Moreover, we detected the cycle distribution by using flow cytometry in PC-3 and LnCap cells. It was determined that miR-500 knockdown resulted in a marked cell cycle arrest in G1 phase of PC-3 and LnCap cells (Figure 2D). In addition, the expression of cyclinD1 and CDK2, which are the two main regulators in cell cycle, were significantly reduced in the miR-500 inhibitor group (Figure 2E), which may contribute to strengthen the inhibition of PC cell proliferation by miR-500 knockdown.

miR-500 directly targets LRP1B in PC cells

Using the Targetscan software, it is indicated that LRP1B is a putative target gene of miR-500 (Figure 3A). Meanwhile, luciferase assay indicated that miR-500 overexpression significantly suppressed the luciferase activities of reporter, but silence of miR-500 markedly increased the luciferase activities. However, but the luciferase activity of the mutant reporter was unaffected (Figure 3B). Importantly, in order to further to determine the target of miR-500 with LRP1B, the mRNA and protein expression of LRP1B were detected after miR-500 inhibitor transfection. According to the results of RT-qPCR (Figure 4A) and western blot (Figure 4B), those results confirmed that the LRP1B expression was significantly increased in PC-3 and LnCap cells transfected with miR-500 inhibitor, proving that LRP1B was identified as a target gene of miR-500 in PC cells.

LRP1B is a direct target of miR-500 in prostate cancer cells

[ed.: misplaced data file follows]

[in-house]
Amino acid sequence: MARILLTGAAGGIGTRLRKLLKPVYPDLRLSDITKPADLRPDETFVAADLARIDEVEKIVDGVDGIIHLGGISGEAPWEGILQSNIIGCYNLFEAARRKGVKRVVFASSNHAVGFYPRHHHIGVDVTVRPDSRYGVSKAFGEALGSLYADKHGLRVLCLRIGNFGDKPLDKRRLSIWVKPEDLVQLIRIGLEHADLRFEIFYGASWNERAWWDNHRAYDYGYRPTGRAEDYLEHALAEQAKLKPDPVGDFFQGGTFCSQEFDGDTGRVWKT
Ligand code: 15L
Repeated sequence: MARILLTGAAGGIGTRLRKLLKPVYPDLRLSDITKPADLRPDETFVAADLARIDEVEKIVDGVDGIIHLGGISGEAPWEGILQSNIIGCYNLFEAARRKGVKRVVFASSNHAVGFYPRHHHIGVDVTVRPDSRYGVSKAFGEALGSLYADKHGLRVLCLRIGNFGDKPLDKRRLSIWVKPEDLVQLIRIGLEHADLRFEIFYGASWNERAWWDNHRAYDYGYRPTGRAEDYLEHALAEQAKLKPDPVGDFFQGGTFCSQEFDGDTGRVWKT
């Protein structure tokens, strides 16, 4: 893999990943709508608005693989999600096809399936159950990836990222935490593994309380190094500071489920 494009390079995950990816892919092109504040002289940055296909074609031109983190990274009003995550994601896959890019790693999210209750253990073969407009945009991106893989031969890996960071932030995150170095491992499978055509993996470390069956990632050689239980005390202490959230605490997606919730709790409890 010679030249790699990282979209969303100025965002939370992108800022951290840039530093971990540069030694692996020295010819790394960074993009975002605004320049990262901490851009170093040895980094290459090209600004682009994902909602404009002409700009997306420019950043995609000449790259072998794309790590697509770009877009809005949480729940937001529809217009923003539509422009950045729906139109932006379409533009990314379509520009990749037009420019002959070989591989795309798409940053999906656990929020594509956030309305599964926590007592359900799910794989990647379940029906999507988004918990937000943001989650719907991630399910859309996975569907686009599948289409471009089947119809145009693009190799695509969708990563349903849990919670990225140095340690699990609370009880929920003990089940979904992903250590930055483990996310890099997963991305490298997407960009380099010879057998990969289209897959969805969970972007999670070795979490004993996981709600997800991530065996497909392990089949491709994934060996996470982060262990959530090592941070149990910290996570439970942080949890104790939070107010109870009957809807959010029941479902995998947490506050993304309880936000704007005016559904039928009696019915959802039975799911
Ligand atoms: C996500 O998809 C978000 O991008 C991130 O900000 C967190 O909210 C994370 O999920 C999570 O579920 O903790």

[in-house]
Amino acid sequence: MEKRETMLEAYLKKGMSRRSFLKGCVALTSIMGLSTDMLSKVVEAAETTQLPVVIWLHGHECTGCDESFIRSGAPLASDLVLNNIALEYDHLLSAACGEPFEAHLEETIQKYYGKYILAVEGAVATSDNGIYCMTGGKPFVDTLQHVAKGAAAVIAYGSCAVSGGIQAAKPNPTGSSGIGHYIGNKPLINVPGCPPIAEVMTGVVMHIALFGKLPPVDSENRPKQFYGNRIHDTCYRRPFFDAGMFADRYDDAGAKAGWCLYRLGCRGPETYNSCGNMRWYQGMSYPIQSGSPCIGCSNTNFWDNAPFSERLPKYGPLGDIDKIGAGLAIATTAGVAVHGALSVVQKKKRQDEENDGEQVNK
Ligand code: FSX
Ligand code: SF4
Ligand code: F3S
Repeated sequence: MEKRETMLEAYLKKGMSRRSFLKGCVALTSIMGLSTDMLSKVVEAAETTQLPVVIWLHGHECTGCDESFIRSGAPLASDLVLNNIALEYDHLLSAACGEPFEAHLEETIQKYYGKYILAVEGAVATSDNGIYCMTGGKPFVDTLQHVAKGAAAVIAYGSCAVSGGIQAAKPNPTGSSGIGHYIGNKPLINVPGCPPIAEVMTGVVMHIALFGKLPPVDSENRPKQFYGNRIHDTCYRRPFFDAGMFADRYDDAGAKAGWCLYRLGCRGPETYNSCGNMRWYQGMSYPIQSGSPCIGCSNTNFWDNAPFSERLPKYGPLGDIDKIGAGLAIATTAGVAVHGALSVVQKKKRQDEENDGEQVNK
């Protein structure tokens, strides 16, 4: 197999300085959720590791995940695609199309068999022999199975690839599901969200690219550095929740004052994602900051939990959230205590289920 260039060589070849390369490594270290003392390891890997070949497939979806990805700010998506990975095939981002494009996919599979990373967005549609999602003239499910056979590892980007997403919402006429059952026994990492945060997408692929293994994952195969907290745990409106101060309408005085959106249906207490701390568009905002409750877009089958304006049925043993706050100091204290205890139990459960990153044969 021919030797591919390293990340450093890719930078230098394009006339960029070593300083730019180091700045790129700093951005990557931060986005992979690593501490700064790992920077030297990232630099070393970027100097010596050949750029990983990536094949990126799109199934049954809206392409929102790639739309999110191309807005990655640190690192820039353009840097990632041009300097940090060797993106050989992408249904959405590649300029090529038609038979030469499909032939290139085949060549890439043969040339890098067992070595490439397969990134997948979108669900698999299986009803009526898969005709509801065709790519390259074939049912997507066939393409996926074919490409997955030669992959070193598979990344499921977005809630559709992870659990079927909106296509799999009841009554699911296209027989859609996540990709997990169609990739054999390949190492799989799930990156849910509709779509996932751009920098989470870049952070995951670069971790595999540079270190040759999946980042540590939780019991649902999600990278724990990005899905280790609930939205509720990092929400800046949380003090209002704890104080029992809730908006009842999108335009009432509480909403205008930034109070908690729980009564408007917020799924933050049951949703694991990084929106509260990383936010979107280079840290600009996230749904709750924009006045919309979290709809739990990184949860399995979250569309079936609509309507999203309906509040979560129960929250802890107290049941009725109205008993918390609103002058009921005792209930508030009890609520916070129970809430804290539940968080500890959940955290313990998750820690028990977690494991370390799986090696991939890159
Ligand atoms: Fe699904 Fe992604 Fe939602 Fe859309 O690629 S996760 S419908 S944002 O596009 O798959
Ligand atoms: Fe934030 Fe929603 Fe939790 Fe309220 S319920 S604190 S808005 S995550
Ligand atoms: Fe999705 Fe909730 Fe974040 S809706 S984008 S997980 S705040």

Figure 3
LRP1B is a direct target of miR-500 in prostate cancer cells

(A) Putative wild-type or mutant miR-500-binding sites in the LRP1B mRNA 3′ untranslated region. (B) Relative luciferase activity of PC-3 and LnCap cells cotransfected with the constructed luciferase reporters (pGL3-LRP1B-wild type and pGL3- LRP1B-mutated), pRL-TK vectors, and miR-500 or the miR-NC. **P<0.01.

Figure 3
LRP1B is a direct target of miR-500 in prostate cancer cells

(A) Putative wild-type or mutant miR-500-binding sites in the LRP1B mRNA 3′ untranslated region. (B) Relative luciferase activity of PC-3 and LnCap cells cotransfected with the constructed luciferase reporters (pGL3-LRP1B-wild type and pGL3- LRP1B-mutated), pRL-TK vectors, and miR-500 or the miR-NC. **P<0.01.

miR-500 negatively regulates LRP1B

Figure 4
miR-500 negatively regulates LRP1B

(A) The mRNA levels of LRP1B in PC-3 and LnCap cells transfected with NC inhibitor or miR-500 inhibitor, respectively, were determined by reverse-transcription quantitative PCR analysis. (B) Western blot analysis was used to examine the protein levels of LRP1B. *P<0.05, **P<0.01. miR-500 negatively regulates LRP1B

Figure 4
miR-500 negatively regulates LRP1B

(A) The mRNA levels of LRP1B in PC-3 and LnCap cells transfected with NC inhibitor or miR-500 inhibitor, respectively, were determined by reverse-transcription quantitative PCR analysis. (B) Western blot analysis was used to examine the protein levels of LRP1B. *P<0.05, **P<0.01. miR-500 negatively regulates LRP1B

LRP1B is involved in the miR-500-mediated proliferation of PC cells

From the results above, we determined that knockdown of miR-500 could increase the LRP1B expression, accompany with a cell cycle arrest at G1 stage in PC cells, speculating that LRP1B may play a downstream effector role in miR-500-mediated PC cell proliferation. The protein expression of LRP1B in PC-3 and LnCap cells was markedly increased compared with the control group after pcDNA3.1-LRP1B ORF plasmid transfection in PC-3 and LnCap cells (Figure 5A).

LRP1B inhibits the cell proliferation by regulating the cell cycle

Figure 5
LRP1B inhibits the cell proliferation by regulating the cell cycle